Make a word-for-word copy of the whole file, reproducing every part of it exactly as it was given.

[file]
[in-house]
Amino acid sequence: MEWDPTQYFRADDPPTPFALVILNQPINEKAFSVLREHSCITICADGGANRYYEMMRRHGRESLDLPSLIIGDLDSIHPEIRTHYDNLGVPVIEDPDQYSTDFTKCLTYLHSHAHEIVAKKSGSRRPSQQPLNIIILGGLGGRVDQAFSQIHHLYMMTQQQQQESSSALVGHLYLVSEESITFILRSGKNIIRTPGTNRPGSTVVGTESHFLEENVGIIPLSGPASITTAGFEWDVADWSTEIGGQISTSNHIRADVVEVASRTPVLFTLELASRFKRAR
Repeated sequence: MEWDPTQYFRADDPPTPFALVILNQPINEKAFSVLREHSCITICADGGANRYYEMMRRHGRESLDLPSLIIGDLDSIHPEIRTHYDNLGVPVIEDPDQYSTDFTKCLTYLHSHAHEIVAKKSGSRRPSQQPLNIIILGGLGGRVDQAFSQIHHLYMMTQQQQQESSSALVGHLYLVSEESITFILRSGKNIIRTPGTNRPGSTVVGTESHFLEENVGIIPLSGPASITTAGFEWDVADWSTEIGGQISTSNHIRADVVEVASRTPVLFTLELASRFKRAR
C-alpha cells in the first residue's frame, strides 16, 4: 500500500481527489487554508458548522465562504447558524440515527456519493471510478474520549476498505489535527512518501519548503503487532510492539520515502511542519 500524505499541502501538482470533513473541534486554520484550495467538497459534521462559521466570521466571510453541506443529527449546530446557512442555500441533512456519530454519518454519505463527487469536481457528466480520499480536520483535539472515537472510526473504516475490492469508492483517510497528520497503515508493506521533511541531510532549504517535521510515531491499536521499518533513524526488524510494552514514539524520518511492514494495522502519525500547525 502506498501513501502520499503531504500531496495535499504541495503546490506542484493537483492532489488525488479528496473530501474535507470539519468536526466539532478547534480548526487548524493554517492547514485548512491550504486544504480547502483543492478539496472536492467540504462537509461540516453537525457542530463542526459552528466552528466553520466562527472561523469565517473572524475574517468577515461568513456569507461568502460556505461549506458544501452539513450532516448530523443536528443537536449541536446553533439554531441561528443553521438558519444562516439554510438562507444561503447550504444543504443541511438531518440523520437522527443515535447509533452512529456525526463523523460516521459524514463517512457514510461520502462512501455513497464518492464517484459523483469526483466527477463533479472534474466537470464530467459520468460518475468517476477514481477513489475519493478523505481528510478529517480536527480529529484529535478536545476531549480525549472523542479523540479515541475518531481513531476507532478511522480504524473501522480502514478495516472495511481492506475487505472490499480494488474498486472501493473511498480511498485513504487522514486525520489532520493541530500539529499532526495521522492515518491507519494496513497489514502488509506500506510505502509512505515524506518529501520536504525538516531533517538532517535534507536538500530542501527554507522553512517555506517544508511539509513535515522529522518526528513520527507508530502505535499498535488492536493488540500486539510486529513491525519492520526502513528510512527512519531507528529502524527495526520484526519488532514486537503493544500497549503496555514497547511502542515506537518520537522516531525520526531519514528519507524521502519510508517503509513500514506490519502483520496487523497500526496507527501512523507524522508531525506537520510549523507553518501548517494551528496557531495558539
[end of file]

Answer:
[in-house]
Amino acid sequence: MEWDPTQYFRADDPPTPFALVILNQPINEKAFSVLREHSCITICADGGANRYYEMMRRHGRESLDLPSLIIGDLDSIHPEIRTHYDNLGVPVIEDPDQYSTDFTKCLTYLHSHAHEIVAKKSGSRRPSQQPLNIIILGGLGGRVDQAFSQIHHLYMMTQQQQQESSSALVGHLYLVSEESITFILRSGKNIIRTPGTNRPGSTVVGTESHFLEENVGIIPLSGPASITTAGFEWDVADWSTEIGGQISTSNHIRADVVEVASRTPVLFTLELASRFKRAR
Repeated sequence: MEWDPTQYFRADDPPTPFALVILNQPINEKAFSVLREHSCITICADGGANRYYEMMRRHGRESLDLPSLIIGDLDSIHPEIRTHYDNLGVPVIEDPDQYSTDFTKCLTYLHSHAHEIVAKKSGSRRPSQQPLNIIILGGLGGRVDQAFSQIHHLYMMTQQQQQESSSALVGHLYLVSEESITFILRSGKNIIRTPGTNRPGSTVVGTESHFLEENVGIIPLSGPASITTAGFEWDVADWSTEIGGQISTSNHIRADVVEVASRTPVLFTLELASRFKRAR
C-alpha cells in the first residue's frame, strides 16, 4: 500500500481527489487554508458548522465562504447558524440515527456519493471510478474520549476498505489535527512518501519548503503487532510492539520515502511542519 500524505499541502501538482470533513473541534486554520484550495467538497459534521462559521466570521466571510453541506443529527449546530446557512442555500441533512456519530454519518454519505463527487469536481457528466480520499480536520483535539472515537472510526473504516475490492469508492483517510497528520497503515508493506521533511541531510532549504517535521510515531491499536521499518533513524526488524510494552514514539524520518511492514494495522502519525500547525 502506498501513501502520499503531504500531496495535499504541495503546490506542484493537483492532489488525488479528496473530501474535507470539519468536526466539532478547534480548526487548524493554517492547514485548512491550504486544504480547502483543492478539496472536492467540504462537509461540516453537525457542530463542526459552528466552528466553520466562527472561523469565517473572524475574517468577515461568513456569507461568502460556505461549506458544501452539513450532516448530523443536528443537536449541536446553533439554531441561528443553521438558519444562516439554510438562507444561503447550504444543504443541511438531518440523520437522527443515535447509533452512529456525526463523523460516521459524514463517512457514510461520502462512501455513497464518492464517484459523483469526483466527477463533479472534474466537470464530467459520468460518475468517476477514481477513489475519493478523505481528510478529517480536527480529529484529535478536545476531549480525549472523542479523540479515541475518531481513531476507532478511522480504524473501522480502514478495516472495511481492506475487505472490499480494488474498486472501493473511498480511498485513504487522514486525520489532520493541530500539529499532526495521522492515518491507519494496513497489514502488509506500506510505502509512505515524506518529501520536504525538516531533517538532517535534507536538500530542501527554507522553512517555506517544508511539509513535515522529522518526528513520527507508530502505535499498535488492536493488540500486539510486529513491525519492520526502513528510512527512519531507528529502524527495526520484526519488532514486537503493544500497549503496555514497547511502542515506537518520537522516531525520526531519514528519507524521502519510508517503509513500514506490519502483520496487523497500526496507527501512523507524522508531525506537520510549523507553518501548517494551528496557531495558539